Spring has sprung...or has it? I don’t know about you, but I saw snow this morning, so I am not sure how appropriate this post is for the current temperature outside my front door today. Nevertheless, it never hurts to prepare yourself for the spring time merriment and alternately the springtime menaces that are to come this time of the year.
Spring brings with it the desire to get outside and play, to observe as the world around us thaws, the flowers bloom, and the trees turn green. It also brings with it a host of outdoor pests and other various problems. We encountered one such problem when our overzealous dog got a little too excited in the warmer weather last spring.
Dangers of long dew claws
Did you know most dogs have a fifth nail on the inside of their front legs called a dew claw? I knew about his nail, but I had no idea how traumatizing it could be for a dog to tear this claw. In fact, I didn’t even know it was possible to tear it!
We were having a great time playing a game of fetch, when Hattie came back up on the deck with a bleeding paw. Thinking she had just injured her pad, I took a closer look and noticed her dew claw seemed to be hanging by a thread! We cleaned it up, wrapped it, and took her to the vet. After sedating her--she cried in pain every time the vet touched it--Hattie’s doctor clipped the nail and bandaged it with what looked like a mini cast. We had to keep the bandage clean and dry for a week a so, and then return to the vet to have it removed. She provided us with a little plastic bag with a ribbon at the top to tie around Hattie’s foot when she went outside in order to keep the bandage dry. Of course it seemed to rain every day during that week of healing.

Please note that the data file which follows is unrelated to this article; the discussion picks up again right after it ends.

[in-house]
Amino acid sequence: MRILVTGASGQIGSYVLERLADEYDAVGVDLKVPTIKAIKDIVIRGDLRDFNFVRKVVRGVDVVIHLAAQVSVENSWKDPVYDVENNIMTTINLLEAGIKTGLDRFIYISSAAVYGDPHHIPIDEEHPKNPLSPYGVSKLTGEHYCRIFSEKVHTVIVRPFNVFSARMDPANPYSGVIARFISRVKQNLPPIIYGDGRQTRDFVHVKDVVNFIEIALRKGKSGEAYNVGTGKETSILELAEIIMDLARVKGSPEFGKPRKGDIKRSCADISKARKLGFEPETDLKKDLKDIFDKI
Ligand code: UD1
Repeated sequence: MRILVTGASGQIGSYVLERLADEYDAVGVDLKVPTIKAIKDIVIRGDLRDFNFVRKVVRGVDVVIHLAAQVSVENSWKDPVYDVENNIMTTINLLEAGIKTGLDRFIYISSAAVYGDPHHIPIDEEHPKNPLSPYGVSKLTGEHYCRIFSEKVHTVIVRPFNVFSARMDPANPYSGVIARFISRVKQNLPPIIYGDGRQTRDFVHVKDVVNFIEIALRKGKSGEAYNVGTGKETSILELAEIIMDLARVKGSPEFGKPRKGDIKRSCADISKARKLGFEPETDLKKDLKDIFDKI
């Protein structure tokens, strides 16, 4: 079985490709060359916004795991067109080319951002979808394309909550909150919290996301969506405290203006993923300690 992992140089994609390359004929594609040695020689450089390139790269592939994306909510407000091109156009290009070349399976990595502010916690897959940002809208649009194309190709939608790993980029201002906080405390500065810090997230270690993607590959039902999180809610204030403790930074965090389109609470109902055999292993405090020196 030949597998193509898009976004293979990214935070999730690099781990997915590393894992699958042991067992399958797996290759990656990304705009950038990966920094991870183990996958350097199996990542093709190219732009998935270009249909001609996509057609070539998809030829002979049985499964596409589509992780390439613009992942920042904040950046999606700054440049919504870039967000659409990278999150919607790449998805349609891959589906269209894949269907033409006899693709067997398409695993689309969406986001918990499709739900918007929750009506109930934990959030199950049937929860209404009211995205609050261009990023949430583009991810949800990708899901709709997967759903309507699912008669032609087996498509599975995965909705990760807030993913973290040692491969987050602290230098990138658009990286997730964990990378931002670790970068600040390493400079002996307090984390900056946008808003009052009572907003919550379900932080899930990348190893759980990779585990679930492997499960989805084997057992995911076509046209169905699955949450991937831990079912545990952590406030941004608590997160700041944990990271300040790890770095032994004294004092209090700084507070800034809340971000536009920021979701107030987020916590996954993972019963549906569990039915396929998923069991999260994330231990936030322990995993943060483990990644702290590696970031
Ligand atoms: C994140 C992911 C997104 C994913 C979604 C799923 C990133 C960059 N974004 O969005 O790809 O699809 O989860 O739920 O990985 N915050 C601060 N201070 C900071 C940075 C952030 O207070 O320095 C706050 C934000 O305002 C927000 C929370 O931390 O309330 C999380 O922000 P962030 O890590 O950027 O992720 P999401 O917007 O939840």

Naturally, I wanted to know more about this whole dew claw thing. What does a dew claw even do? I had heard some people have their dog’s dew claws removed as a puppy. Was that something we should look into? Now that she’s torn hers, is she likely to do it again? I had to know, so I did a bit of research.
What are dew claws?
A dog’s dew claws are like your thumbs and big toes, serving to assist in turning when running at high speeds or on slippery surfaces, holding objects to chew, and climbing. If your dog has a dew claw on his front leg, that functions as his thumb. Dew claws on the back leg are similar to a big toe. My dog only has dew claws on her front legs, and they are attached to her foot. I can gently wiggle the claw from front to back, but I can feel the bones that attach the claw to her leg. Since this type of dew claw serves such an important function, veterinarians do not recommend having it removed. The type of dew claws some dogs have, which are only attached by skin, are more mobile, and are sometimes removed to prevent injury.
Keeping nails trimmed
Although I couldn’t find any research to show whether Hattie is likely to tear her dew claw again, I have had friends tell us their dogs have torn theirs multiple times. I am inclined to believe it is not that they are more prone since they’ve had a tear before, but that they are just wildly active dogs who enjoy racing around the backyard, making tight turns. And since I am not going to get in the way of my dog enjoying herself (and tiring herself out), it is possible that she may have another tear. In the meantime, I know it is important to keep her dew claws clipped, just like her other nails. Maybe this spring we can avoid the trip to the vet.